Skip to main content

The National Road - Maryland - Jug Bridge Memorial Park

For over 130 years, from 1808 to 1942, a very unique stone arch bridge carried everything from horse and buggy, Civil War troops, and finally automobiles over the Monocacy River just east of Frederick.  The bridge's most unique feature, and what would give the bridge its name, was the jug shaped stone demijohn on the east banks of the Monocacy.  The bridge was built in 1808 during the construction of the Baltimore-Frederick Turnpike - a precursor to the National Road and eventually US 40.   In 1824, the Marquis de LaFayette was greeted by Fredericktonians at the bridge upon his return to the area.  The Jug Bridge would see action in the Civil War during the Battle of Monocacy in July 1864.  At the time of battle, the bridge was under Union control and was attacked by Confederate troops hoping to move closer to Washington as a way to divert some of Ulysses S. Grant's troops from the Petersburg campaign. (1)

The Jug Bridge and US 40 in 1933. (A.S. Burns / Library of Congress)
The bridge 425 foot long bridge consisted of four 65 foot stone arch spans. (2)  As the widespread use of the automobile grew, stress on the bridge became more evident. During the 1920 - 30s, concerns over the bridge's condition would be voiced.  Finally, on March 3rd, 1942, one of the arches along with a 65 foot section of the bridge collapsed into the river.    While a new concrete open spandrel bridge was being built directly to its south, a temporary wooden bridge was built to cross the collapsed section and allow vehicles to continue to use the highway. (2)  Just over 10 years later in 1955, a second parallel structure to the new bridge would open allowing for four lanes of US 40 traffic to cross the Monocacy.  Later to the north, another bridge would be built carrying Interstate 70 and US 40 over the river.  After the replacement bridge opened in 1944, the Jug Bridge was torn down though the demijohn monument remained.  Years after the collapse of the bridge, the "jug" and a stone monument to General LaFayette were moved to a park about two miles west of their original location.

The Jug Bridge Monument at its current home. (Doug Kerr)
Today, the "jug" sits at the Jug Bridge Memorial Park just off of Interstate 70 and Maryland Route 144 at Exit 56. For centuries, a local rumor was that a jug of whiskey was placed inside the monument by those building the bridge.  As a result of planned expansion of the Frederick Municipal Airport, the City of Frederick is considering moving the bridge to a new home.

Detail of the Jug Monument (Doug Kerr)
Detail of the Marquis de LaFayette monument at Jug Bridge Memorial Park (Doug Kerr)

Site Navigation:

Sources & Links:

Comments

Popular posts from this blog

The Relief Route That Wasn't: The Never Built I-70 Bypass in the Mid-Mon Valley

In June 1963, a small blurb in the Pittsburgh Post-Gazette read that The Westmoreland Engineering Company was awarded a $24,060 bid to study the proposed construction of Interstate 70 in Westmoreland and Washington Counties.  The study was to see what the construction and right-of-way costs "...to modernize the existing highway to Interstate requirements within eight months." (1)  This small, non-attributed, three paragraph article came less than a decade after the completion of a four lane highway that linked the Mid-Mon Valley to the Pennsylvania Turnpike. This would be the start of a 15 year process to upgrade and improve Interstate 70 - a process that ultimately never produced a single foot of new highway.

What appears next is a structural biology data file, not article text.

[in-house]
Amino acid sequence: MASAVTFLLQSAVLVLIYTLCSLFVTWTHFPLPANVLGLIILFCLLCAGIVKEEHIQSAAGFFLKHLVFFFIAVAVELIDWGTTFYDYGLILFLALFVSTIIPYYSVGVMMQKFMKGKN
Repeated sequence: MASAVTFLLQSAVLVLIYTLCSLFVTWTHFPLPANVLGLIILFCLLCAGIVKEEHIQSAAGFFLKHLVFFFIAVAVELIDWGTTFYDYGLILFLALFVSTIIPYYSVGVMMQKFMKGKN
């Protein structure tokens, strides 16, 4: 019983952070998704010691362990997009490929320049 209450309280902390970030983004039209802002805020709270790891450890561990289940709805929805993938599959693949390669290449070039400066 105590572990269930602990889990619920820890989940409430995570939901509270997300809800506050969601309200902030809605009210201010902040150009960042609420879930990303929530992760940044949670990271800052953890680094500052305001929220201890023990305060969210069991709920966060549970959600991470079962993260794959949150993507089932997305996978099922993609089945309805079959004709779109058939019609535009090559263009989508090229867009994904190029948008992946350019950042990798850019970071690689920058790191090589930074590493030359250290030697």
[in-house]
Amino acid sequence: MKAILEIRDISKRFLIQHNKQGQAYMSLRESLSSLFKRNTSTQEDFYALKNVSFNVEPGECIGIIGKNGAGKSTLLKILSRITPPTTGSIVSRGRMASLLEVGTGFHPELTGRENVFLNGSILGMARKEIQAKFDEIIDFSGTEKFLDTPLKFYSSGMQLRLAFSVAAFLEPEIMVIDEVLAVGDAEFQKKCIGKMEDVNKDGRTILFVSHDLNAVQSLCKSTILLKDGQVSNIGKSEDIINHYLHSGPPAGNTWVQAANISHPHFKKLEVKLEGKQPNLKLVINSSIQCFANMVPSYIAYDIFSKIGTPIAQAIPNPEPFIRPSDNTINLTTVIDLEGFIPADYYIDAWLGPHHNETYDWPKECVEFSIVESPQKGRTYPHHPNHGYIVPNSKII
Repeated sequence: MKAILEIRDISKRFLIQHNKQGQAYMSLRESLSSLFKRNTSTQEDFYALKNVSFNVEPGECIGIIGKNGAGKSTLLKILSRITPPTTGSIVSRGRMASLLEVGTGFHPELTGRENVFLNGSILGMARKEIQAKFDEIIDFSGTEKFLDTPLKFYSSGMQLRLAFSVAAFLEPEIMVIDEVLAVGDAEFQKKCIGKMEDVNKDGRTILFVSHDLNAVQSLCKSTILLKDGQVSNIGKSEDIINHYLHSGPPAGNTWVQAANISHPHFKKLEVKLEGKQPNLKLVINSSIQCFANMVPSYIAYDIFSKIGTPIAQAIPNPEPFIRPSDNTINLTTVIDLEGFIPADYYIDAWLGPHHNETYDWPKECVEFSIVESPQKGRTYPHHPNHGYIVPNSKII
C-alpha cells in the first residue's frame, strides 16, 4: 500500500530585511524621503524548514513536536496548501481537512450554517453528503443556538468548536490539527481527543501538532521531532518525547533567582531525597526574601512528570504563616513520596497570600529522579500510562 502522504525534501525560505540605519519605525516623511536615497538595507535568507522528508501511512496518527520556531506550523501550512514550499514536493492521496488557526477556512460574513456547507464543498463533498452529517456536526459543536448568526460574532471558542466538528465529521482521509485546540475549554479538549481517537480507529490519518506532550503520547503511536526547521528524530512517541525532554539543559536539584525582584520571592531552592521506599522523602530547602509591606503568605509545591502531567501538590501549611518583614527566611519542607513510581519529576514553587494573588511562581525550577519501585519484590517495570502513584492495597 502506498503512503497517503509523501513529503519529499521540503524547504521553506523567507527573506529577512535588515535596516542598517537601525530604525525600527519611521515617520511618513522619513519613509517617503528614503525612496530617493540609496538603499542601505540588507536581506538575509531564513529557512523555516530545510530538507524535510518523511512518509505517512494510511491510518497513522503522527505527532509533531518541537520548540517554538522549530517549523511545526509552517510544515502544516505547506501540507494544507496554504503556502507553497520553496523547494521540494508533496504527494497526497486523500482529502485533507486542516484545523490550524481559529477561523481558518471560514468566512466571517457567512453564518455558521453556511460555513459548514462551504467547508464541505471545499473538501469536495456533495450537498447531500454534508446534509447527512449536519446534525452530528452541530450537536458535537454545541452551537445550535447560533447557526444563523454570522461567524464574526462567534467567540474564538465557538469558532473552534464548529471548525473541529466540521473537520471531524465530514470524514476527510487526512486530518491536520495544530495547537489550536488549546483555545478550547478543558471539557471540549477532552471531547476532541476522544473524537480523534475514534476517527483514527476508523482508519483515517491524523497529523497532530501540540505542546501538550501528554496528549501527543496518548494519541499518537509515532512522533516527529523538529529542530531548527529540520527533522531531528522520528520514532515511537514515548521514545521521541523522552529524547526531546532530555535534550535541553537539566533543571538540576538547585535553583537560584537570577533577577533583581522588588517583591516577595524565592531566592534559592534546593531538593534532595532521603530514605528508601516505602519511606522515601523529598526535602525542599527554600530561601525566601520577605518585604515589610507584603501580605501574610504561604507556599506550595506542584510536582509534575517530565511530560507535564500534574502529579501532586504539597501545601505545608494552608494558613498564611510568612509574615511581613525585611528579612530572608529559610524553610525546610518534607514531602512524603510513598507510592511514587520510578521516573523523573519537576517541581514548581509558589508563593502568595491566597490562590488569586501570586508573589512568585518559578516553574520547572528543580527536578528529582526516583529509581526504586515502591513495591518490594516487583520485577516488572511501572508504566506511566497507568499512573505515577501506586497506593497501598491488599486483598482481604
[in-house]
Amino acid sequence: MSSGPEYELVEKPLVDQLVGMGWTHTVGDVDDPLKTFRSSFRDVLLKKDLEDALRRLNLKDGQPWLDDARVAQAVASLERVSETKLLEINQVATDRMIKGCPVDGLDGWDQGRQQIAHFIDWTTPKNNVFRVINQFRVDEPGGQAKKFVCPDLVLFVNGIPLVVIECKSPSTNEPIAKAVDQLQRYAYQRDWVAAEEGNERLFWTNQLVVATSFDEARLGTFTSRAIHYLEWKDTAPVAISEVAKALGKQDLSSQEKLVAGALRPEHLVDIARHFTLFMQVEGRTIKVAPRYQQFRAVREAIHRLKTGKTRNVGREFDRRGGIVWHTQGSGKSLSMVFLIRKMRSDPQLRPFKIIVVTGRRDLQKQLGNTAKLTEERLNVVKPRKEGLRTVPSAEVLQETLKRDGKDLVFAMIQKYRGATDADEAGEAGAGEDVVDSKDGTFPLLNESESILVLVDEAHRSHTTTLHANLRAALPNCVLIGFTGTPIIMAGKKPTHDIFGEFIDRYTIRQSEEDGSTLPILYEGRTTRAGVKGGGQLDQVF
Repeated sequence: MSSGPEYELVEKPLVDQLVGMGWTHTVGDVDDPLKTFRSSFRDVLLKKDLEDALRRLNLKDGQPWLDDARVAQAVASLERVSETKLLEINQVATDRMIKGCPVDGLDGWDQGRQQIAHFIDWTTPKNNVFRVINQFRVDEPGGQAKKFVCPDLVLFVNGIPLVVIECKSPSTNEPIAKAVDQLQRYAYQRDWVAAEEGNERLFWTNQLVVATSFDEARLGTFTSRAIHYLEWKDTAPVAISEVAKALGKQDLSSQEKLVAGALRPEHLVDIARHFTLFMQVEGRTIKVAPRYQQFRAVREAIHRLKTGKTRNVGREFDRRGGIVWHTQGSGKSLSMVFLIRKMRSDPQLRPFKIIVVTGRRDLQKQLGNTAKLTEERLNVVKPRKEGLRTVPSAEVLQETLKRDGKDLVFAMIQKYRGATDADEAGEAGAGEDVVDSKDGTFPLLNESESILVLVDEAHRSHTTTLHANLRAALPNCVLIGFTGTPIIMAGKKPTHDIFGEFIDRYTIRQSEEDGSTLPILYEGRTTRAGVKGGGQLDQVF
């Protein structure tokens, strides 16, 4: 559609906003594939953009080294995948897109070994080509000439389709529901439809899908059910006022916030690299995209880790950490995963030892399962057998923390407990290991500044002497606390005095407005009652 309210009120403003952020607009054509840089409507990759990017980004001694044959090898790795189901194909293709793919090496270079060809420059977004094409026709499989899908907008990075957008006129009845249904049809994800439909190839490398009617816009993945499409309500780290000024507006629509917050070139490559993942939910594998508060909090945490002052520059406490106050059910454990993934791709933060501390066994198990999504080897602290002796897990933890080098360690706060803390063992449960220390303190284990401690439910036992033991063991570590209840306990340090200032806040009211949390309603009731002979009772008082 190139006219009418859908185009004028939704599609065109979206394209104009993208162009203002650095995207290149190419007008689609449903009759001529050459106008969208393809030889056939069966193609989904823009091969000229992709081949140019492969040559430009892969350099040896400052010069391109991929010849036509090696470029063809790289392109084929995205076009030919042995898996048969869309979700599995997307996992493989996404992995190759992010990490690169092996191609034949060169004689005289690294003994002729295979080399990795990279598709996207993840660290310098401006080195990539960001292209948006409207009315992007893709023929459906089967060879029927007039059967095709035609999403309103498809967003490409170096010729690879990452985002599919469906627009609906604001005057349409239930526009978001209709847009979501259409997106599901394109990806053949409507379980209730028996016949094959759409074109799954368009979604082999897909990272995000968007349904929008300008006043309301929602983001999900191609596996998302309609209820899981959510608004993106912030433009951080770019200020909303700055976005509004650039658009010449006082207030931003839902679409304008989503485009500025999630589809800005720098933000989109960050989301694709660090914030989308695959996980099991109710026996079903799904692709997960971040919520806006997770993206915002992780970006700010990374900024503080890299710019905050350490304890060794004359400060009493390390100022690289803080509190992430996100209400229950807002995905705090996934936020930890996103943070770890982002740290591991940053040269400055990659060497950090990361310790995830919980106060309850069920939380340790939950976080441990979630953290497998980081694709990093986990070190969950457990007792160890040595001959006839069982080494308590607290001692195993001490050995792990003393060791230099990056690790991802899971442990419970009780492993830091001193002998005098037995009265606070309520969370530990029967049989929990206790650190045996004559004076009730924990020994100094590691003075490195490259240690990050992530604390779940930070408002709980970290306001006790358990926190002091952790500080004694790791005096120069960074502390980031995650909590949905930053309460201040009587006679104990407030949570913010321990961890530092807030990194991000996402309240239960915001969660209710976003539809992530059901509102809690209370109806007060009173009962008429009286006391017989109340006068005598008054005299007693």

This is the story, albeit brief, of the I-70 that never came about.

Background:
What is now known as Interstate70 from Washington to New Stanton began as a connecting highway for the region to the Pennsylvania Turnpike.  Known as the "Express Highway", construct…

A look at Pittsburgh's Saw Mill Run Boulevard

Saw Mill Run Boulevard - Pennsylvania State Route 51 - runs through the narrow Saw Mill Run Valley.  It begins at the intersection of Clairton Road and Provost Road at the City of Pittsburgh Line with Brentwood.  It ends at the West End Circle at the entrance to the West End Bridge.  A four lane highway for its the entire length, Saw Mill Run Boulevard consists of interchanges at the South Portal of the Liberty Tubes and with the Parkway West.  It is an expressway from the Parkway to the West End Circle (West End Bypass).  One of the most well known traffic tie-ups in the Pittsburgh area occurs between Maytide Street and PA 88 (Library Road) which is simply known as 'Maytide and 88.'

History:
Saw Mill Run Boulevard was part of the 1928 Allegheny County 'City Beautiful' bond issue.  The bonds resulted in the creation of Saw Mill Run, Ohio River, Allegheny River and Mosside Boulevards. (1)   After the completion of the Liberty Tunnels in 1924, Downtown Pittsburgh was offic…

The Many Failed Plans of Pittsburgh's Wabash Bridge and Tunnel

The December 27, 2004 opening of the Wabash Tunnel ended over 70 years of proposals and speculation for the use of the over 100 year old facility.  The tunnel, which is now a reversible roadway that is an alternative route for rush hour traffic, saw many failed plans during the 20th Century.  These plans included options for mass transit, converted and new bridges for vehicles, and other forms of transportation.

Brief History:
Constructed in 1902-04, the Wabash Bridge and Tunnel was planned and financed by rail mogul, Jay Gould.  Gould began his "Battle of the Wabash" with the established railroads of the city in 1890.  He would finally emerge victorious, but during that struggle, Gould would see many setbacks that would eventually result in the railroad's bankruptcy in 1908.  On October 19, 1903, when the two ends of the bridge were to be joined together over the Monongahela River, the 109' bridge collapsed; killing ten men.  Construction would resume four days later …